Exclusive: Insurers of Grenfell Tower could face legacy claims from victims if they develop symptoms of asbestos poisoning in later life.
Experts have warned that insurers for the building should reserve against future claims from asbestos poisoning if a link was later proven between lung disease and the inhalation of smoke from the building.
The warning comes as the NHS announced it will fund a £50m screening programme for Grenfell victims, in order to detect potential lung disease.
Edmund Young lawyer at Slater and Gordon said: ”Environmental exposure to asbestos, as a result of a fire in a building containing it, has already been seen in this country before. Claims of this kind are rare but possible and in the aftermath of Grenfell could be something we see a lot more of.
“The nature of asbestos-related illnesses means it is likely to be many years, even decades, before the full extent of the damage is known, but what we do know is a large number of residents and first responders who were potentially exposed that day. These people may now be at risk of developing these debilitating and ultimately fatal diseases and insurers should absolutely plan for the possibility that they may in the future decide to seek help from those found to be responsible.”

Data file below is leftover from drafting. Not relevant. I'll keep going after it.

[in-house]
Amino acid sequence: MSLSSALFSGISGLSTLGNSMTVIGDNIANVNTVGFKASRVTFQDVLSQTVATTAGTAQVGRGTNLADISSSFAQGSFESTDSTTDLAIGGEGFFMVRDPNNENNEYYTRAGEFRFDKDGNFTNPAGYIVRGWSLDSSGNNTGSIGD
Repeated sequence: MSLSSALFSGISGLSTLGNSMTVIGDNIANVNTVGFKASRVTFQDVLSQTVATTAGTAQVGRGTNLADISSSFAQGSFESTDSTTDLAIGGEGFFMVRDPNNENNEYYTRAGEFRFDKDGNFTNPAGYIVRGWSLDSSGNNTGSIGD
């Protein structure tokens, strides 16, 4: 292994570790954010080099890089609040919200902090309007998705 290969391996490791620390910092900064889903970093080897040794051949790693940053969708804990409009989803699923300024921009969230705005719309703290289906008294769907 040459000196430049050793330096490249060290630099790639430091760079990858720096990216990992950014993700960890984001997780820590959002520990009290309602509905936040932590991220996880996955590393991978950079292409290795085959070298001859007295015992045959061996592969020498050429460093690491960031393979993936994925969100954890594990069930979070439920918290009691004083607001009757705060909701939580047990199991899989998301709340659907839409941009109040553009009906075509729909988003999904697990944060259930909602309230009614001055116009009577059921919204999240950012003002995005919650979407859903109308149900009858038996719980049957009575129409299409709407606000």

The main insurer for the tower is Norwegian insurer Protector Forsikring, which last year said it would face claims of £50m from the blaze. The company’s CEO Sverre Bjerkeli did not respond to a request for comment on whether it was aware of potential legacy claims.
The fire broke out on 14 June last year, killing over 72 people.
Campaigners say traces of asbestos were found in artex in ceilings of the individual flats, and in panels inside airing cupboards of the local authority-owned tower.
There are fears the substance fell over hundreds of homes in low-rise flats blocks east of the now-gutted tower. This means insurers may see future claims beyond those immediately affected by the blaze.
The Grenfell Action Group said in a post on its website: “These same forgotten households are also subject to other hidden dangers that no-one, not a single official or media reporter – has made any public reference to asbestos.”
James Cameron specialist industrial disease solicitor and associate director for Asbestos Justice said: “Victims can make a compensation claim if they have the misfortune of developing something complex in the later life. The average time period for this is anything between 10 to 50 years after the exposure.”
The NHS screening programme will see the NHS and local health groups invest £10m over the next five years on regular health “MOTs” for former Grenfell residents.
A spokesperson for the Royal Borough of Kensington and Chelsea Council, however, denied there were concerns over asbestos inhalation.
“As you will see Public Health England has been monitoring the air quality of the site since 14 June 2017 and continue to publish its results,” the spokesperson said.
“It has found no asbestos in the air.”
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